How the Legacy of Historic Engineering Failures Affects Us Today
I was told once that a mark of great engineering is that we take no notice of it. Plumbing, street lights, bridges, and other infrastructure exist all around us, and we rarely stop to appreciate their functionality. Instead, our attention is held by the devices and structures that fail us, whether it is in small or catastrophic ways. As an engineering student, I am often directed to look at footage of the Tacoma Narrows Bridge collapse in 1940. The bridge is seen swaying back and forth, twisting so severely that a driver is forced to leave his car behind and spectators gather to watch as the bridge breaks itself apart and falls into the water. In the nearly eighty years since, it has become one of the most recognizable suspension bridge failures of modern times. All around the world, people drive across bridges and trust they will make it to the other side. Accidents like the Tacoma Narrows Bridge are considered anomalies. As we continue to push the boundaries of engineering and choose to design and build more interesting bridges, buildings, and infrastructure, it is important to consider as many factors as possible that led to such a disaster occurring.
When evaluating footage of the Tacoma Narrows Bridge, the easy conclusion is that the wind put too much stress on the bridge. It was thought by many that the collapse was caused because the wind forced the bridge to vibrate at its resonant frequency. This is the same principle used when people ride swings. By matching the rate at which the rider kicks their legs with the resonant frequency of the swing, the swing moves higher and higher in both directions. In materials and structures, the theory was that vibrating at the resonant frequency causes maximum internal stress and can lead to failure. However, more recent theories have posited the wind was strong and continuous enough that it created vortexes going over the bridge. This caused it to vibrate from side to side, tilting at a larger angle with each tilt. Suspension bridges are designed to handle vertical vibrations, not the violent twisting seen in the Tacoma Narrows incident. At the time, wind was not considered a significant element in suspension bridge design. It was in part through this accident that engineers were forced to reconsider the principles behind stable and safe bridge design.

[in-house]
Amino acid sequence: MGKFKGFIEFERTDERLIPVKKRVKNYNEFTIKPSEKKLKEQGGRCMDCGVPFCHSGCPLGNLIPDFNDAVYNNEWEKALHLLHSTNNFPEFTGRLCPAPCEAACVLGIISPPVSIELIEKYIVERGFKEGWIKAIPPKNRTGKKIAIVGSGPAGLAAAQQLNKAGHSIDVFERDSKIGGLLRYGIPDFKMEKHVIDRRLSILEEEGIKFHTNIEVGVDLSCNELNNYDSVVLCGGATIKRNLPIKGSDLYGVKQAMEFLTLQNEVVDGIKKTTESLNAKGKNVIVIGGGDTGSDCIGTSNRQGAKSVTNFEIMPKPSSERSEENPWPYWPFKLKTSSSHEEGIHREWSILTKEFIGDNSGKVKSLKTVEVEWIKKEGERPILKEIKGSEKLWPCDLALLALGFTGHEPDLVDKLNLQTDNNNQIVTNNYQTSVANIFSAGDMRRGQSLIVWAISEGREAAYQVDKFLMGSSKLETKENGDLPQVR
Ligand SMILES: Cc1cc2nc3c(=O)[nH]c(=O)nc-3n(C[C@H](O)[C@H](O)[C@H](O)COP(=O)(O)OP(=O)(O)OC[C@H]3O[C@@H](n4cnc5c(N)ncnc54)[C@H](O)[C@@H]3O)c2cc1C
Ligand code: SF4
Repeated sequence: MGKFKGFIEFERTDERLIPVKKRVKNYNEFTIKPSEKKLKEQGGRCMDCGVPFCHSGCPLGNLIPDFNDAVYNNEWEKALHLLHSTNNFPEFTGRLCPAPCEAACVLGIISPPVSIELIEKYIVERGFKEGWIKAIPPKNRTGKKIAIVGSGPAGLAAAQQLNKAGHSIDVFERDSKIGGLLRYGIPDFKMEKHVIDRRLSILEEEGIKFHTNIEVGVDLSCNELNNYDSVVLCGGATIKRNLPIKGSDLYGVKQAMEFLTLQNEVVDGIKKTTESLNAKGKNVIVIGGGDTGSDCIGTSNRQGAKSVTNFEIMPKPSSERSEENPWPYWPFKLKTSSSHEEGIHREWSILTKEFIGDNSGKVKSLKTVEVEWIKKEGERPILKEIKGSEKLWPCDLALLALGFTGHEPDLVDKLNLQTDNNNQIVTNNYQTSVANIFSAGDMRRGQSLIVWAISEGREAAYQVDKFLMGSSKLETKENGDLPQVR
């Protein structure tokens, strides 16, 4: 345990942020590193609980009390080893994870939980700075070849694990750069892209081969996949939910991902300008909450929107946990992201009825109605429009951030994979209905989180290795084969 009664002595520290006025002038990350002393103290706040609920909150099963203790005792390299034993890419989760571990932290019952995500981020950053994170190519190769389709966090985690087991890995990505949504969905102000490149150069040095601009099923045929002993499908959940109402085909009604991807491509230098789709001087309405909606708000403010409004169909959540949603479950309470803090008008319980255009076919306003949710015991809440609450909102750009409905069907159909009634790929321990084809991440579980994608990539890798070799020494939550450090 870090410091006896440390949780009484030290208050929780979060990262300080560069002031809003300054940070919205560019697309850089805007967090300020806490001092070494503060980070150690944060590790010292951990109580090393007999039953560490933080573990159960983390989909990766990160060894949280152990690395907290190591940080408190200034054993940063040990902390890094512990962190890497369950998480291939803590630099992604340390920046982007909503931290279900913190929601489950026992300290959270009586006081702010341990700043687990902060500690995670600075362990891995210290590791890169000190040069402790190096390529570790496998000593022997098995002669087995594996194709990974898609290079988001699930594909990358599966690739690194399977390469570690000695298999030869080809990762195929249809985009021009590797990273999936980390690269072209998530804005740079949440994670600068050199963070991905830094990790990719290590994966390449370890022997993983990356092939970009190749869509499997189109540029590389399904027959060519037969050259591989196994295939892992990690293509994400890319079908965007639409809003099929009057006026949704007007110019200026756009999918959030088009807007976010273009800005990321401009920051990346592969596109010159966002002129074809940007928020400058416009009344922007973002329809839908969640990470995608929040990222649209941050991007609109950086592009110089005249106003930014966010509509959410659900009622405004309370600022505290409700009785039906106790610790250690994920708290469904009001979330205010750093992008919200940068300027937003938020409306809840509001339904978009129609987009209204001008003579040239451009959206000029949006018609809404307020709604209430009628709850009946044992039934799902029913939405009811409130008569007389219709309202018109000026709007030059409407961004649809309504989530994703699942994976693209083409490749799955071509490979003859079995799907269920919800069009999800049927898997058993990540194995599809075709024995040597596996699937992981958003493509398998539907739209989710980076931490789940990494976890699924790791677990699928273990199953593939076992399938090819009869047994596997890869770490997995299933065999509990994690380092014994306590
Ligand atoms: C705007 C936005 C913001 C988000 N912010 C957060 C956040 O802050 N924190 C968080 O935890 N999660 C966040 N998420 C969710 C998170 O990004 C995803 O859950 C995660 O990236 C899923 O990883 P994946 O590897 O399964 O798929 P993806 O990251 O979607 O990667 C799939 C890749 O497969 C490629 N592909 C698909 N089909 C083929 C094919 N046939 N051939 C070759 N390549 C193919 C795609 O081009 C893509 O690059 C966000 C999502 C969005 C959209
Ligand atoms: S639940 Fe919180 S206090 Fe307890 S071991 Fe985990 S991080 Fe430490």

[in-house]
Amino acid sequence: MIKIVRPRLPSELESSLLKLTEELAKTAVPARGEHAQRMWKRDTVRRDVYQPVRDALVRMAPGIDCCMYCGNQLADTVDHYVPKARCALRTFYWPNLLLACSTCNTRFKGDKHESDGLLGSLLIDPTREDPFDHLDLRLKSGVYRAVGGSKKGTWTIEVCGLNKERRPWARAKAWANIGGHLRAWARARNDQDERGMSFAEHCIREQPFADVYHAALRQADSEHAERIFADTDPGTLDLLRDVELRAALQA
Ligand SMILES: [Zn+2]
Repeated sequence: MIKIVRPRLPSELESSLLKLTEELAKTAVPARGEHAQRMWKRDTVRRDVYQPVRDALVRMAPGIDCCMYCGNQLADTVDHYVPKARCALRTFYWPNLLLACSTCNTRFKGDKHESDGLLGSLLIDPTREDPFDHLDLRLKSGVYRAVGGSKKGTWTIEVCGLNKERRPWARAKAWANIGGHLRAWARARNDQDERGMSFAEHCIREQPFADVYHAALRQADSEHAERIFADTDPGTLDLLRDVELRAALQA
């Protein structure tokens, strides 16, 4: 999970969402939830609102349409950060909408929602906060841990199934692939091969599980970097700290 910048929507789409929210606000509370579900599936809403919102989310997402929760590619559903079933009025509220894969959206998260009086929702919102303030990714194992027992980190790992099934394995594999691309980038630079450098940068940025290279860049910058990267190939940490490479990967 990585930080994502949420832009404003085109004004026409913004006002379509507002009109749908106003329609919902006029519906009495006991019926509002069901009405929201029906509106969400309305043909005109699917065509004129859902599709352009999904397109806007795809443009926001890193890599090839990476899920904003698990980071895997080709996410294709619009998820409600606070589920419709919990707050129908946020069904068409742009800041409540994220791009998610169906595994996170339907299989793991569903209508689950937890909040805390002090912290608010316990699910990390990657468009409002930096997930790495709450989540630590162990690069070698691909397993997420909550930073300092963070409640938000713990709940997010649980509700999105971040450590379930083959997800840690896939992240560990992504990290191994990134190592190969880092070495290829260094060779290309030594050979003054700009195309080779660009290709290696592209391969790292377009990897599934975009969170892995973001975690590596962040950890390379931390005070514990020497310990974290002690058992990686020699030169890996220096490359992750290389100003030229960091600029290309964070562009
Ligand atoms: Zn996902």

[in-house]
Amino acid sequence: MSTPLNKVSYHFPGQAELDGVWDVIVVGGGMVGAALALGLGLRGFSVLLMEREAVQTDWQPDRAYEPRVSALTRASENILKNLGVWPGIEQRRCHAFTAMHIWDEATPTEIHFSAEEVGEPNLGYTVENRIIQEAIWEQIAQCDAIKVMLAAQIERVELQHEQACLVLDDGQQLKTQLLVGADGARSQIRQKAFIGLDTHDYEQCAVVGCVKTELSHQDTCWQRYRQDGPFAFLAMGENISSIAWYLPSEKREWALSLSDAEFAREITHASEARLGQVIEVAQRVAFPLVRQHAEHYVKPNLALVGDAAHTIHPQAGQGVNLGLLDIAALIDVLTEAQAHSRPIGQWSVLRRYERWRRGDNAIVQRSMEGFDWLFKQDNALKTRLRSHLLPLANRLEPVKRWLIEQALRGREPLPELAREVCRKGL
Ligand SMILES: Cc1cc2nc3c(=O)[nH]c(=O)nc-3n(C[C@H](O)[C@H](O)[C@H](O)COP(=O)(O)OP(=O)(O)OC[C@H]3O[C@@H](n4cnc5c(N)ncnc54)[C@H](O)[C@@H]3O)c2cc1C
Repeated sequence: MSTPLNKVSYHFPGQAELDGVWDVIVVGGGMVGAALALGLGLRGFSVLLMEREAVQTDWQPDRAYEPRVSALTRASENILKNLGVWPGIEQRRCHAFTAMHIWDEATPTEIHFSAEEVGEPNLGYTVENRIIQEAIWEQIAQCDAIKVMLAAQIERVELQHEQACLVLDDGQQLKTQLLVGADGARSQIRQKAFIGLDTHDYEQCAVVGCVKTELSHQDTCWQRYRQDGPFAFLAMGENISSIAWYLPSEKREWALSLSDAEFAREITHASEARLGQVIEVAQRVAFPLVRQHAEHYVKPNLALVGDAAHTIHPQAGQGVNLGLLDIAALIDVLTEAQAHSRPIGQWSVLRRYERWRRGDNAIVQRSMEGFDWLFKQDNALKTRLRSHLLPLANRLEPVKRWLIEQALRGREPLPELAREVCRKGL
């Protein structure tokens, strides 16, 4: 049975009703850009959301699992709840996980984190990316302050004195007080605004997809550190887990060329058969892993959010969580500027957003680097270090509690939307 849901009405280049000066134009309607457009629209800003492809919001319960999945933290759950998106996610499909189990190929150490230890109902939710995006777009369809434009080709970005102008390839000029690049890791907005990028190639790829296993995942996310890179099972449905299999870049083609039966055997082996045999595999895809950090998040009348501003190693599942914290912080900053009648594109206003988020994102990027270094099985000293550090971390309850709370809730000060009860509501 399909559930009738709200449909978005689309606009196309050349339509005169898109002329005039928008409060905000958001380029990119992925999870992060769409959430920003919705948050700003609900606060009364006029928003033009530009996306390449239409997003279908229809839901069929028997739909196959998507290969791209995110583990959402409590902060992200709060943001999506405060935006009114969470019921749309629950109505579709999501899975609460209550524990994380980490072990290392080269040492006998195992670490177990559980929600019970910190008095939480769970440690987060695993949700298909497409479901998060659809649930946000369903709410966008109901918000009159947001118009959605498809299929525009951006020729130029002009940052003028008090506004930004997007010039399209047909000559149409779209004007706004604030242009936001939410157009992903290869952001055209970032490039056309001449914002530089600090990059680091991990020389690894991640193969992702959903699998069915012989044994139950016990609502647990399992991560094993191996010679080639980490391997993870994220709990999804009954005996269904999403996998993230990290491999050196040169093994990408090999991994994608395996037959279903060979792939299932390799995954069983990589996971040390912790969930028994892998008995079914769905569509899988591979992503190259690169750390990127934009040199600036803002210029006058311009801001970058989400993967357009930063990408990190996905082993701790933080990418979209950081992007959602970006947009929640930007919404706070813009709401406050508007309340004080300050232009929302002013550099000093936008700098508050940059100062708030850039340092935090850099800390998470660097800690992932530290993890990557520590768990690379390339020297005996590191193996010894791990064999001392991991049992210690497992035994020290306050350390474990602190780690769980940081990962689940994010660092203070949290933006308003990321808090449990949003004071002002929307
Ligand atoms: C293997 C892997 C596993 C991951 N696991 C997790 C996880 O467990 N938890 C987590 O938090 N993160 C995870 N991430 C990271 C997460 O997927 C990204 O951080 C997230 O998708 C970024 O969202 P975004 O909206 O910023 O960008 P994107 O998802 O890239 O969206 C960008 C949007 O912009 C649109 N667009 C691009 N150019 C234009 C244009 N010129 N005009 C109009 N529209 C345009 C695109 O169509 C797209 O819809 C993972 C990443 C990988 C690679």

It is unfortunate to think that only disasters push people to reevaluate their designs and consider additional factors. While there were no human casualties in the Tacoma Narrows Bridge accident, other similar situations have not had such fortunate results. In the United States, hundreds of people have died in major bridge failure accidents in the last fifty years. Even as recently as 2007, a portion of the I-35 W Bridge in Minneapolis failed because its support plates were too thin, resulting in the deaths of thirteen people. While the majority of bridges do not fail, the ones that do are often caused by the designer not taking into account all the factors that cause stress and strain on the bridge. It makes sense that instances like these are put forward as examples before young engineering students. We are often asked to consider what we think happened, as well as other factors that should be considered in order to build safer bridges in the future. This seems like an effective way to encourage the critical thinking skills that inspire better engineers. However, we are still experiencing structural failures in bridges. The question of what we can do about it remains.